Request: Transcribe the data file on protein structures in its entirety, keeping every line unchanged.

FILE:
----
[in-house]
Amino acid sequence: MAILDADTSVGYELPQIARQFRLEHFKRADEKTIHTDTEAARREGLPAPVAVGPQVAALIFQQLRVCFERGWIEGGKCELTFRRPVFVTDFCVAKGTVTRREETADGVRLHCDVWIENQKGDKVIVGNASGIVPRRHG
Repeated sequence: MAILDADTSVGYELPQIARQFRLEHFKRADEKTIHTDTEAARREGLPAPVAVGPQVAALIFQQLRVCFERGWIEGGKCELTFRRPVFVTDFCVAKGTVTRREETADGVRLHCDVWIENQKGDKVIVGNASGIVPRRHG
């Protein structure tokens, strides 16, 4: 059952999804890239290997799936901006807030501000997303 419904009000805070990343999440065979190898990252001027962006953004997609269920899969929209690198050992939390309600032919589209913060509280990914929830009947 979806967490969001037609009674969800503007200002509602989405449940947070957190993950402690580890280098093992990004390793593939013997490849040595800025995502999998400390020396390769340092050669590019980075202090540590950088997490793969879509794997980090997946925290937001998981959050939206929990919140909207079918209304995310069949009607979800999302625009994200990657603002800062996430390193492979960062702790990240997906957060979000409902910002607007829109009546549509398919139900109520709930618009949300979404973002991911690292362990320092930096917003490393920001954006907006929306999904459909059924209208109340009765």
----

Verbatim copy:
[in-house]
Amino acid sequence: MAILDADTSVGYELPQIARQFRLEHFKRADEKTIHTDTEAARREGLPAPVAVGPQVAALIFQQLRVCFERGWIEGGKCELTFRRPVFVTDFCVAKGTVTRREETADGVRLHCDVWIENQKGDKVIVGNASGIVPRRHG
Repeated sequence: MAILDADTSVGYELPQIARQFRLEHFKRADEKTIHTDTEAARREGLPAPVAVGPQVAALIFQQLRVCFERGWIEGGKCELTFRRPVFVTDFCVAKGTVTRREETADGVRLHCDVWIENQKGDKVIVGNASGIVPRRHG
């Protein structure tokens, strides 16, 4: 059952999804890239290997799936901006807030501000997303 419904009000805070990343999440065979190898990252001027962006953004997609269920899969929209690198050992939390309600032919589209913060509280990914929830009947 979806967490969001037609009674969800503007200002509602989405449940947070957190993950402690580890280098093992990004390793593939013997490849040595800025995502999998400390020396390769340092050669590019980075202090540590950088997490793969879509794997980090997946925290937001998981959050939206929990919140909207079918209304995310069949009607979800999302625009994200990657603002800062996430390193492979960062702790990240997906957060979000409902910002607007829109009546549509398919139900109520709930618009949300979404973002991911690292362990320092930096917003490393920001954006907006929306999904459909059924209208109340009765």